The Wall Street Journal reported that the latest approach by authorities effectively scraps a previously negotiated settlement pact. That turnabout cost a well-known regulator her job as the director of the department’s securities unit – fired for agreeing to the settlement pact, which the higher-ups later deemed too lenient.
Helen Howell, the state’s director of financial institutions, told the Journal that the subordinate was terminated for several reasons. Among them, Howell was concerned that the planned settlement “was not tough enough” and might not be legally enforceable. The subordinate, Deborah Bortner, who had been the state’s director of securities for more than a decade, maintained in an interview that the firing was politically motivated and reflected a desire by Howell to score points with the public by bringing a high-profile enforcement action against a big Wall Street firm.
However, for her part, Howell said the action was prompted by a desire to better address what she deemed “systemic problems” with “lack of supervision” of stock brokers at Morgan Stanley, in alleged violation of Washington state securities law. She said the matter came to a head when lawyers in the state’s attorney general’s office “informed us the agreement Deb reached was unenforceable. If Morgan Stanley decided to take steps not to do the things [agreed to], we couldn’t do much.” This was because the terms themselves were “in a side agreement,” she said.
Morgan Stanley disagrees, however, saying it has signed side agreements in the past and the documents are enforceable, a spokesman for the firm told the Journal.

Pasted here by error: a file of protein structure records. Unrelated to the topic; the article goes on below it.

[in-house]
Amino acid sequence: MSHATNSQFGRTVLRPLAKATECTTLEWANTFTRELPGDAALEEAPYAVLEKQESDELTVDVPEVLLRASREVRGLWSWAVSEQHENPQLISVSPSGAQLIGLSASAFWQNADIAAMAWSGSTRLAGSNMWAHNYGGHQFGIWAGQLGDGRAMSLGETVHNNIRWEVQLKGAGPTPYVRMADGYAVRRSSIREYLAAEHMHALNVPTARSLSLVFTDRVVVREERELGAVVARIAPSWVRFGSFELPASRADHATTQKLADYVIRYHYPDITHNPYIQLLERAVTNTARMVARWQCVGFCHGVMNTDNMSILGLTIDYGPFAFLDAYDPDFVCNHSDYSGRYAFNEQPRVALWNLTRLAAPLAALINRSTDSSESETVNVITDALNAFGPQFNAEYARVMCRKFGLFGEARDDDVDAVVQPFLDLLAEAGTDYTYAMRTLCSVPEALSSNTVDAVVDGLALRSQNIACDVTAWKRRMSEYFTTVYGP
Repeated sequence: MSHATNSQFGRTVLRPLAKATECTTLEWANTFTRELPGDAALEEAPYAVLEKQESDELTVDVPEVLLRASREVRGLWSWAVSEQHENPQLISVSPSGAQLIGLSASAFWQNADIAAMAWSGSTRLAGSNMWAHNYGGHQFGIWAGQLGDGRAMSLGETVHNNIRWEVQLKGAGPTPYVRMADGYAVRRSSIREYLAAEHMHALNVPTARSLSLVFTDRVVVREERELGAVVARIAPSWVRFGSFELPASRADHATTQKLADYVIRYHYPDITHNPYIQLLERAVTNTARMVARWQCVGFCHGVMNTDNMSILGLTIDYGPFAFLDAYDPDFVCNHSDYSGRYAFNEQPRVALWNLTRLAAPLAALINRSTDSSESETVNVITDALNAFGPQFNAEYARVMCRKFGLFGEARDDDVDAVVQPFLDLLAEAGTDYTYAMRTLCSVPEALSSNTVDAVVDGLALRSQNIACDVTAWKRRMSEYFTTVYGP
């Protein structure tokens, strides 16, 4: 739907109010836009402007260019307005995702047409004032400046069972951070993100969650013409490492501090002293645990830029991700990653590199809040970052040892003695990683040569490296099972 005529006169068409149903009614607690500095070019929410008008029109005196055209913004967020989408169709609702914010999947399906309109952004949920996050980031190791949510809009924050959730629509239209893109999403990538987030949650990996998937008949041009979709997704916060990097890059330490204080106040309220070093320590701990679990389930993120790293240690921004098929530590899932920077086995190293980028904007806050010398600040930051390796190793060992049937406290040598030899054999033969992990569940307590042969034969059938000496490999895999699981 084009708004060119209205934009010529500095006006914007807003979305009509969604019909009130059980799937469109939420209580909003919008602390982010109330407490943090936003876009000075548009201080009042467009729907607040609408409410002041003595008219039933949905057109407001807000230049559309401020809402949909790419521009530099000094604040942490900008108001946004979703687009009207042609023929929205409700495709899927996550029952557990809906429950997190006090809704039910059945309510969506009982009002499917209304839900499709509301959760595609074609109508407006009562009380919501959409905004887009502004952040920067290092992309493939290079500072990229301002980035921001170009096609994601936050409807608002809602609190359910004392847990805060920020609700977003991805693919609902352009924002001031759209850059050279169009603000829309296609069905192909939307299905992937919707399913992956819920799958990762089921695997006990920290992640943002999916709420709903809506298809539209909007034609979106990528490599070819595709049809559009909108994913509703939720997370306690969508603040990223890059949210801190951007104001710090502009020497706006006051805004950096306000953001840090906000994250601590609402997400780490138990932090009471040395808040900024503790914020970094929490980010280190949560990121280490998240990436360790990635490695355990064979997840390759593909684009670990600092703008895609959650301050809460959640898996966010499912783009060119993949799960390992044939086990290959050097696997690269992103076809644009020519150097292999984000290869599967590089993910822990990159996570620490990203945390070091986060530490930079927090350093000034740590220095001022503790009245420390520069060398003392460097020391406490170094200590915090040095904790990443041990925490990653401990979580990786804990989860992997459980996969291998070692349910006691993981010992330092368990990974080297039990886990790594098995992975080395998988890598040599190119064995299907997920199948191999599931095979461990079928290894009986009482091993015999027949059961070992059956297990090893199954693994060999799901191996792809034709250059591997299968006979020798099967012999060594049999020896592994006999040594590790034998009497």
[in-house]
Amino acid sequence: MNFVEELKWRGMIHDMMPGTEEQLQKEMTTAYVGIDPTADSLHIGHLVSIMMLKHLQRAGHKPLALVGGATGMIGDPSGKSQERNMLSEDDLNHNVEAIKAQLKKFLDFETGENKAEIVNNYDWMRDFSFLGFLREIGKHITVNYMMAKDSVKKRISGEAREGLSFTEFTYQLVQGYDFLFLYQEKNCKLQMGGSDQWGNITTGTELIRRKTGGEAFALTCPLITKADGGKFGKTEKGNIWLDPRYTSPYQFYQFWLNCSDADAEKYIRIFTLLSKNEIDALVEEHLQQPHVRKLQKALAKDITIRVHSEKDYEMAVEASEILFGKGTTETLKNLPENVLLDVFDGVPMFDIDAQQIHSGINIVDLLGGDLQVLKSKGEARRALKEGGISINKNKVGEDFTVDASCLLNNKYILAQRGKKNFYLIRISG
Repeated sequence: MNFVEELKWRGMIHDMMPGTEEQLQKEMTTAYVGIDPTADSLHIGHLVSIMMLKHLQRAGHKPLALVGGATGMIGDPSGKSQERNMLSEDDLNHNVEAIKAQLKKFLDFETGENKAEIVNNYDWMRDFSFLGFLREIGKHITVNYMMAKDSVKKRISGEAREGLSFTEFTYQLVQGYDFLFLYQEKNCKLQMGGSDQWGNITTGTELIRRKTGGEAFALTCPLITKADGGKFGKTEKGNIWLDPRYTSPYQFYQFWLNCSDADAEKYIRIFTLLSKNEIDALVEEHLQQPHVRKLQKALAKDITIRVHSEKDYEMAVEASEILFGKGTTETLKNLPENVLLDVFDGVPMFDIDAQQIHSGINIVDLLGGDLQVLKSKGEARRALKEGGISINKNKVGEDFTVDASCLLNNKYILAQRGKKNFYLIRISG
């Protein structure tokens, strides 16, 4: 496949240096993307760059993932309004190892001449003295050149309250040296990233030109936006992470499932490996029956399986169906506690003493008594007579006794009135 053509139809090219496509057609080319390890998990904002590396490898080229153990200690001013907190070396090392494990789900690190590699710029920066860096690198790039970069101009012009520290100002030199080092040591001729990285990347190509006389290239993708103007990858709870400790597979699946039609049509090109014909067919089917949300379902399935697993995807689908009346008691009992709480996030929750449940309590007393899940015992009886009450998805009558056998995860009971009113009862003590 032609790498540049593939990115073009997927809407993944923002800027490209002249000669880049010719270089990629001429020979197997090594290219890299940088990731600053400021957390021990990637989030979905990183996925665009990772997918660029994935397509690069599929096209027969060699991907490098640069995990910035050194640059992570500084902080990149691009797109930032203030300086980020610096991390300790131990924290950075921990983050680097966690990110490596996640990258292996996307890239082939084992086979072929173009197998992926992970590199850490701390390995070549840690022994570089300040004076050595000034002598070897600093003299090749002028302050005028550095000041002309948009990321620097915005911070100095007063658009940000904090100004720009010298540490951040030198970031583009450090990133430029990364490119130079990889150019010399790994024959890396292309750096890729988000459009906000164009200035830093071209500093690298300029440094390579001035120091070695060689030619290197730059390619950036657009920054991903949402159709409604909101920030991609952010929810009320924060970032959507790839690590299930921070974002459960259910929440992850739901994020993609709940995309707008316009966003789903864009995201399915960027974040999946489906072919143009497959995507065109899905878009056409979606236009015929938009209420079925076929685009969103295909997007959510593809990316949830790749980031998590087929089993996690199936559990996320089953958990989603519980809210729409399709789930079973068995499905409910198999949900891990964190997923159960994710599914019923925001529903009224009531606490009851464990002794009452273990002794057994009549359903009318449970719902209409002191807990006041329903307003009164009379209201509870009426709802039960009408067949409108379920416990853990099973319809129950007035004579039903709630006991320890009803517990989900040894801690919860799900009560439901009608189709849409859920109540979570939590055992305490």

In the dispute with Morgan Stanley, the regulators maintain that two of its stockbrokers wrongly advised three Microsoft employees to exercise thousands of their Microsoft stock options, then sell some of their Microsoft shares to finance purchases of risky technology and telecommunications stocks, according to a complaint served on the firm by the regulators late last year that has never been made public, the Journal reported.
The brokers also encouraged the employees to finance some of the investment moves by borrowing against their stock holdings, further amplifying the damage when the stock market dropped, the complaint says. One of the state’s biggest concerns was the alleged failure of the firm to better supervise its employees.
Bortner and Morgan Stanley reached an agreement to resolve the matter last month, and Morgan had begun to implement some of the changes. The firm agreed, among other things, to pay approximately $200,000 and provide additional training for its financial advisers, according to people familiar with the matter. It would neither admit nor deny wrongdoing. The firm, the people say, had signed this agreement. While Washington officials had sent the firm a copy of the pact, the state hadn’t signed the document.
Then, late last month Morgan Stanley learned Ms. Bortner had been removed from her job and the deal was off, these people said. “As far as I am concerned, an agreement isn’t done until it is signed by both parties,” said Ms. Howell. She said the state countered with a stronger settlement offer, but it was rejected by the firm on Friday.
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